City to prosecute Francisco Reina
Former council candidate spent 3 times campaign limit
The Craig City Council voted, 6-0, Tuesday to recommend the city attorney prosecute a former council candidate for spending more money than was allowed on his campaign for the April election.
Craig City Attorney Kenny Wohl said he plans to file a court action against Francisco Reina, who was on the April 2009 ballot.
“I guess you can call that a prosecution,” Wohl said.
Reina will be charged with a Class A violation in municipal court. Possible penalties include as much as a $1,000 fine and 180 days in jail.
Councilor Gene Bilodeau was out of town.
Earlier this month, Reina submitted a spending report to City Clerk Shirley Seely declaring he spent $1,512.78, more than three times the $500 limit the Craig City Charter allows political candidates to spend on their own campaign.
The charter states “all amounts of money contributed or spent by him,” referring to the candidate, “shall not exceed $500.”
Wohl said his interpretation of the charter is that the Colorado Fair Campaign Practices Act covers campaign contributions from third parties.
However, Reina did not declare any contributions on his spending report.
Wohl told the council that although it is clear Reina violated the charter, he did not favor filing a charge against him.
The city attorney has the final decision about whether to prosecute municipal cases, but he said he wasn’t sure the ordinance would be held as constitutional in the courts.
The U.S. Supreme Court ruled in 1976 that campaign contributions are at least partially protected by the right to free speech and that a person may spend an unlimited amount of their money on their own campaign.
If that is the law, then the ordinance is unconstitutional, Wohl said.
However, he added that some Supreme Court justices have indicated they would rule differently if the same case were brought before them. That could mean they would think the local ordinance is constitutional.
“At the same time, we don’t want a law that isn’t enforced,” Wohl said.
He recommended the city wait until its next election in 2011 before making a decision to enforce or remove the ordinance. The national court system may produce a clearer opinion at that time, he said.
If it does not, then Wohl recommended the city take extra steps to publicize the spending limit and make it known city officials would prosecute offenders.
“We would, in effect, be letting this individual slide by,” he said.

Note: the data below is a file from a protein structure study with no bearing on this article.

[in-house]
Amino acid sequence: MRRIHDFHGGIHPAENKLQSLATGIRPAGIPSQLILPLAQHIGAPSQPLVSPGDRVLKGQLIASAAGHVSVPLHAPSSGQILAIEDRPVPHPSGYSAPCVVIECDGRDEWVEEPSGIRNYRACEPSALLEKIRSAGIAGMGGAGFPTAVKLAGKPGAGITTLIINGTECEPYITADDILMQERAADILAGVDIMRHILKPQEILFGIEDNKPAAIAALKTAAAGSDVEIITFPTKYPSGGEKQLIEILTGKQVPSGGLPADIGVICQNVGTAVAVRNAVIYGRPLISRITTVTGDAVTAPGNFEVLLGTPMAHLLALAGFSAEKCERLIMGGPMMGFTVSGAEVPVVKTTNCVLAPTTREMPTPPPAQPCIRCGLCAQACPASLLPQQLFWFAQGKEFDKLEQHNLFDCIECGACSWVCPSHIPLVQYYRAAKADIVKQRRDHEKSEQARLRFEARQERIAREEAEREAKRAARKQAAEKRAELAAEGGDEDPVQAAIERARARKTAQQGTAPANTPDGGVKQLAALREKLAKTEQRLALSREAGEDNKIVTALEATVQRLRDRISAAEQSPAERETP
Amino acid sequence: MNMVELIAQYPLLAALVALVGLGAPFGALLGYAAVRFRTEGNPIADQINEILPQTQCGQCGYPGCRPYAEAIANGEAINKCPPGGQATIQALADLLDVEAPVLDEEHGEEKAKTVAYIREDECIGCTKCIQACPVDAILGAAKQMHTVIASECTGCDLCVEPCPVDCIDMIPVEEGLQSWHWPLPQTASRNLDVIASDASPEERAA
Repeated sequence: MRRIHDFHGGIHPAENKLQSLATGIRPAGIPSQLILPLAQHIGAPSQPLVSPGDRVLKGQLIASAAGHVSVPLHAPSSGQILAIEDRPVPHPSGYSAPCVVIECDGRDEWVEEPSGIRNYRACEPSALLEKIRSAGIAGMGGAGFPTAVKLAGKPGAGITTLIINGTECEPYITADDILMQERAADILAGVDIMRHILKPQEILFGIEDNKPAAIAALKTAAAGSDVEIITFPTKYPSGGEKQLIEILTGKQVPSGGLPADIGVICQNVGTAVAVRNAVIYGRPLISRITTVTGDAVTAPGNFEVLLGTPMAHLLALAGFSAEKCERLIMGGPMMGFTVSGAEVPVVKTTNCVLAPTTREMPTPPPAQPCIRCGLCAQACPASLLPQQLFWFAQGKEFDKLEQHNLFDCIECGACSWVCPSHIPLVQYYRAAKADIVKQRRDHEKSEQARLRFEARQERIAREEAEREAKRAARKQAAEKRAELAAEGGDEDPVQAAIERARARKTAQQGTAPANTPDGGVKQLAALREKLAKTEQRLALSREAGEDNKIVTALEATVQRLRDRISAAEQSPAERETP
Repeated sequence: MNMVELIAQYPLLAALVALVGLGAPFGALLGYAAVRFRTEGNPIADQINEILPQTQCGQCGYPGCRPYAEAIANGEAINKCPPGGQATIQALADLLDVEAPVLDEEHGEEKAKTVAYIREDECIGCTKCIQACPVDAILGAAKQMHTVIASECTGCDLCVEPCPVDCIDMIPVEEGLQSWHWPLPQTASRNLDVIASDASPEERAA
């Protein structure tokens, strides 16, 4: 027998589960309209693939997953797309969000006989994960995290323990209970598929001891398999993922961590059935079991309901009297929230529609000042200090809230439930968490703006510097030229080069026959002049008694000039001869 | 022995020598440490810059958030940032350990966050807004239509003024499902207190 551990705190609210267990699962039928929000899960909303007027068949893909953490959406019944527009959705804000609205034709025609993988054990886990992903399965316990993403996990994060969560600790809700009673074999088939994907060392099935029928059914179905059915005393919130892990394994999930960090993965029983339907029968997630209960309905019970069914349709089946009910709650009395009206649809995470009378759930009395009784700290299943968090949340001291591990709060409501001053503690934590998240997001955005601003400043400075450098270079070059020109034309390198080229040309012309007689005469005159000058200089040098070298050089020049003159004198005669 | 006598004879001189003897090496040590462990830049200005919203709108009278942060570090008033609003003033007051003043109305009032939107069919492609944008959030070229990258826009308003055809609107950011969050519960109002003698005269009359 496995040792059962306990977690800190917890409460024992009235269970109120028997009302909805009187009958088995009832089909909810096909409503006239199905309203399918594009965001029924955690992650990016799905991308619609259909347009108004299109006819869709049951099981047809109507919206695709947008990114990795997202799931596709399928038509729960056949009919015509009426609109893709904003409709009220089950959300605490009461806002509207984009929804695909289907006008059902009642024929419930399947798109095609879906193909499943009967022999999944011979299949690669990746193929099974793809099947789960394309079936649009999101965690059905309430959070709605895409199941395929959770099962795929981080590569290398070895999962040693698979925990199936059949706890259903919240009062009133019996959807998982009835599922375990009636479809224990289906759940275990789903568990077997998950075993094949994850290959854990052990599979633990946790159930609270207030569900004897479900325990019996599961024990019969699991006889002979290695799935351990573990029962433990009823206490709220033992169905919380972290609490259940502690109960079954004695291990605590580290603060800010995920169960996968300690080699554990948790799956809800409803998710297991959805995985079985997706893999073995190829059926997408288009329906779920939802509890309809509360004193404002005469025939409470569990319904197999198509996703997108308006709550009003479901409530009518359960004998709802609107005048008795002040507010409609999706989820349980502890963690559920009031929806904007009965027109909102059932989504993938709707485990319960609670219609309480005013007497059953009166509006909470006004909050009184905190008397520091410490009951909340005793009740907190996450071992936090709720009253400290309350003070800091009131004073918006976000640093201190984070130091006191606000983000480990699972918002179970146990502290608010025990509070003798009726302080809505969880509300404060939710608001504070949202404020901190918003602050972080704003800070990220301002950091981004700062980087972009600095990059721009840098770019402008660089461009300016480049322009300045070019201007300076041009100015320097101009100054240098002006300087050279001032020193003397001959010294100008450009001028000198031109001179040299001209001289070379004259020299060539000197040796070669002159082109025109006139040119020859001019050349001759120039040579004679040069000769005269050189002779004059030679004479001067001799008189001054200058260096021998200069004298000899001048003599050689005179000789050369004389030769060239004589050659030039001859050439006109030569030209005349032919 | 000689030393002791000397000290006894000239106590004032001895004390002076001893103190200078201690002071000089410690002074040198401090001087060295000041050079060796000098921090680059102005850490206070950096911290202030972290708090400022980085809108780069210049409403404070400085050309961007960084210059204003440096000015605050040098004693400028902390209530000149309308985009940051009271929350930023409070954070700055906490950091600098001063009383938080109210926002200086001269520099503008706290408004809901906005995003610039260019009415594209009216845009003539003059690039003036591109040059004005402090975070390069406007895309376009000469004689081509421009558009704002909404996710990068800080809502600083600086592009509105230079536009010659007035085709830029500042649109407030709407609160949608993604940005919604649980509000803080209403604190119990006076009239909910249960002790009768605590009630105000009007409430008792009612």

Several council members did not agree with Wohl’s recommendation.
“I do not understand even why we’re having a conversation about not prosecuting,” councilor Joe Herod said. “He violated our charter, he overspent his money and we have a lawyer sitting right there saying he already made a decision for me that we’re not going to prosecute. I don’t think that’s right.”
“As a City Council, I don’t think we have the right to choose what parts of our charter we enforce and not enforce,” councilor Byron Willems said.
“Would it have been different if it had been Terry (Carwile) or Gene (Bilodeau) or me or Byron?” Councilor Jennifer Riley said, referring to the four candidates from the April election who won seats on the Council. “I’m not sure saying, ‘Hey, don’t do it again,’ is really the direction we should take.”
Councilor Carwile said it wasn’t the constitutionality of the ordinance that most concerned him, but rather the trust of the public in city officials. The voters approved the local campaign spending limit when they voted on the charter in 2006, he said.
Even if the courts declare the ordinance unconstitutional, “we have kept the faith of the formulators of our constitution,” Carwile said.
After their discussion, Wohl said he understood the council’s points and that he had a clear idea of what he wanted to do.
Craig resident Dave DeRose, who was in the audience, said he did not think the attorney had sufficient direction, however.
From his seat, DeRose said, “This is a charter. You’re sworn to protect it. (Wohl) needs to prosecute the case.”
After his words, the council agreed to make a formal motion stating their position, a step Wohl encouraged.
Another candidate also may have technically violated the city charter, although that was not discussed at the council meeting.
The charter states candidates must return “an itemized statement” of their expenses to the city within 30 days of an election, which Carwile did not do.
Seely said she received his itemized information last week, about two weeks past the deadline.
Carwile said the form he filled out for the city was the one approved by the Colorado Attorney General’s Office and said “that should be sufficient.”
Carwile’s original spending report does not contain an itemized expense list, but it does show he spent a total of $363.34.
Wohl said an amended spending report probably would not rise to the level of a violation if the original was submitted on time.
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